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The importance of postpartum pelvic health in general — and the role of pelvic health physical therapy in particular — could get a major boost in Medicaid, thanks to the introduction of a bipartisan, APTA-supported bill in the U.S. House of Representatives.

Known as the "Optimizing Postpartum Outcomes Act" (H.R. 8181), the bill directs the Secretary of the Department of Health and Human Services to develop several provisions that would significantly strengthen Medicaid's emphasis on pelvic care for mothers in the postpartum period, which the bill defines as the period of lactation or six months from the last day of pregnancy, whichever is later. The bill is co-sponsored by Reps. Jaime Herrera Beutler, R-Wash., and Lisa Blunt Rochester, D-Del.

In a win for the profession, the legislation includes pelvic floor physical therapy among the pelvic floor services that would be covered under Medicaid and the Children's Health Insurance Program, or CHIP. The bill also instructs the U.S. Centers for Medicare & Medicaid Services to develop and issue guidance on best practices, financing options, screenings, referrals, and access, as well as terminology and diagnostic codes. Additionally, if the law passes, HHS would be required to educate and train health professionals and postpartum women on the importance of pelvic health and pelvic health physical therapy.

APTA's government affairs staff collaborated with APTA Pelvic Health and its Pre-Natal & 4th Trimester Task Force to help legislators shape the language included in the bill.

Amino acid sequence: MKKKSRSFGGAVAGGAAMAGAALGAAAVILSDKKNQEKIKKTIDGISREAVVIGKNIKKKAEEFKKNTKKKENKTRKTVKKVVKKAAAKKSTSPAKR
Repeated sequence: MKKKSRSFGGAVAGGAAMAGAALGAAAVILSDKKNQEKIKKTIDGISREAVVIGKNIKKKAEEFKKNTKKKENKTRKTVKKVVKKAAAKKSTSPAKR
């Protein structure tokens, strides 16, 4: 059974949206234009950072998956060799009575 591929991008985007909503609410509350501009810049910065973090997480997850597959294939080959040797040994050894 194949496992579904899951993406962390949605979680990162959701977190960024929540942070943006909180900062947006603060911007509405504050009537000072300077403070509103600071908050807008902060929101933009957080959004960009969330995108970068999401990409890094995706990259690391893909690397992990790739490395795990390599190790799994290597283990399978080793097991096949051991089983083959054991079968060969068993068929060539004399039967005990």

"It’s been an amazing opportunity to work with APTA and legislators to create a bill advocating for both patients and the physical therapy profession," said task force chair Gail Zitterkopf, PT, DPT. "H.R. 8181 is an excellent opportunity to educate and advocate for all patients though their pregnancy and recovery journey, and a way to help communities and health providers better understand the role of pelvic health physical therapy."

"We look forward to postpartum individuals receiving widespread support and education as well as empowering individuals to seek these services in a timely manner, and this legislation is a major step forward," said Heather Jeffcoat, PT, DPT, APTA Pelvic Health president. "With better awareness of pelvic health and improved access to pelvic health physical therapy, there's a real opportunity to make a difference in conditions that can at times be managed with just a few visits."

APTA government affairs staff is tracking progress of the legislation and will share developments as they occur.

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